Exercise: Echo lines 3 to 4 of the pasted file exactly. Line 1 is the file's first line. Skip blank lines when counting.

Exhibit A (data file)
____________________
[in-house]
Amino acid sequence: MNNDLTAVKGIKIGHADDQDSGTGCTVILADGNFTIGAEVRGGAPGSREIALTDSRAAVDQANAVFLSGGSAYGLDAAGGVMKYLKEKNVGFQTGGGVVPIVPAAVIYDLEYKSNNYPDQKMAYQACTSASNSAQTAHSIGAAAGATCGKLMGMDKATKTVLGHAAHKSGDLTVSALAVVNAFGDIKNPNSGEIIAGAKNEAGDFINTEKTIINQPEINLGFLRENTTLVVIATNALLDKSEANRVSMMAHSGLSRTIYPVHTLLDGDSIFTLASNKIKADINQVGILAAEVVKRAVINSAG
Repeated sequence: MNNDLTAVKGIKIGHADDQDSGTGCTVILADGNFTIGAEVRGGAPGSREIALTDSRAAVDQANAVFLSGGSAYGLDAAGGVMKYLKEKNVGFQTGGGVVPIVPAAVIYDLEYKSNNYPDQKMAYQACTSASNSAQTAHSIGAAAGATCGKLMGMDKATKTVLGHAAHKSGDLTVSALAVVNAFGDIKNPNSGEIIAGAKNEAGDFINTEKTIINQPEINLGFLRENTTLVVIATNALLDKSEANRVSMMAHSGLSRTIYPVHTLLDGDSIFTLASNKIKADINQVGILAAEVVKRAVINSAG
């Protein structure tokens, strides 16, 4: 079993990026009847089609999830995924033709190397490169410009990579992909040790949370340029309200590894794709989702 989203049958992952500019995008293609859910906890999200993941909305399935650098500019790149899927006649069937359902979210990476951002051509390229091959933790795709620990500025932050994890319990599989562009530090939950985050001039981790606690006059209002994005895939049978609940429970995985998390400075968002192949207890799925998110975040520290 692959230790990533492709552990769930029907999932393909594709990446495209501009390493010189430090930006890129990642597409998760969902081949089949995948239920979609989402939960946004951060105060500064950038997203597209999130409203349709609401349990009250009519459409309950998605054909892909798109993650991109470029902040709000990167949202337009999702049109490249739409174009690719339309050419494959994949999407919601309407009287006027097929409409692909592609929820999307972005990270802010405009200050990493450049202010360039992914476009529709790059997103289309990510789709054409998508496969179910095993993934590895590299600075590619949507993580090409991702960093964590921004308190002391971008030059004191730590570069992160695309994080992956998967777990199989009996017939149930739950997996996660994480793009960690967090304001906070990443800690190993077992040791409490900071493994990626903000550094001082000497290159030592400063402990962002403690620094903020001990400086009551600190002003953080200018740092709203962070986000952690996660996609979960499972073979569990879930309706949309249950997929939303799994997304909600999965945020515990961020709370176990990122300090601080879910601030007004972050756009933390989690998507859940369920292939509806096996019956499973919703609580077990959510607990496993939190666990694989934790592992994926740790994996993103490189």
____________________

Repeated sequence: MNNDLTAVKGIKIGHADDQDSGTGCTVILADGNFTIGAEVRGGAPGSREIALTDSRAAVDQANAVFLSGGSAYGLDAAGGVMKYLKEKNVGFQTGGGVVPIVPAAVIYDLEYKSNNYPDQKMAYQACTSASNSAQTAHSIGAAAGATCGKLMGMDKATKTVLGHAAHKSGDLTVSALAVVNAFGDIKNPNSGEIIAGAKNEAGDFINTEKTIINQPEINLGFLRENTTLVVIATNALLDKSEANRVSMMAHSGLSRTIYPVHTLLDGDSIFTLASNKIKADINQVGILAAEVVKRAVINSAG
């Protein structure tokens, strides 16, 4: 079993990026009847089609999830995924033709190397490169410009990579992909040790949370340029309200590894794709989702 989203049958992952500019995008293609859910906890999200993941909305399935650098500019790149899927006649069937359902979210990476951002051509390229091959933790795709620990500025932050994890319990599989562009530090939950985050001039981790606690006059209002994005895939049978609940429970995985998390400075968002192949207890799925998110975040520290 692959230790990533492709552990769930029907999932393909594709990446495209501009390493010189430090930006890129990642597409998760969902081949089949995948239920979609989402939960946004951060105060500064950038997203597209999130409203349709609401349990009250009519459409309950998605054909892909798109993650991109470029902040709000990167949202337009999702049109490249739409174009690719339309050419494959994949999407919601309407009287006027097929409409692909592609929820999307972005990270802010405009200050990493450049202010360039992914476009529709790059997103289309990510789709054409998508496969179910095993993934590895590299600075590619949507993580090409991702960093964590921004308190002391971008030059004191730590570069992160695309994080992956998967777990199989009996017939149930739950997996996660994480793009960690967090304001906070990443800690190993077992040791409490900071493994990626903000550094001082000497290159030592400063402990962002403690620094903020001990400086009551600190002003953080200018740092709203962070986000952690996660996609979960499972073979569990879930309706949309249950997929939303799994997304909600999965945020515990961020709370176990990122300090601080879910601030007004972050756009933390989690998507859940369920292939509806096996019956499973919703609580077990959510607990496993939190666990694989934790592992994926740790994996993103490189």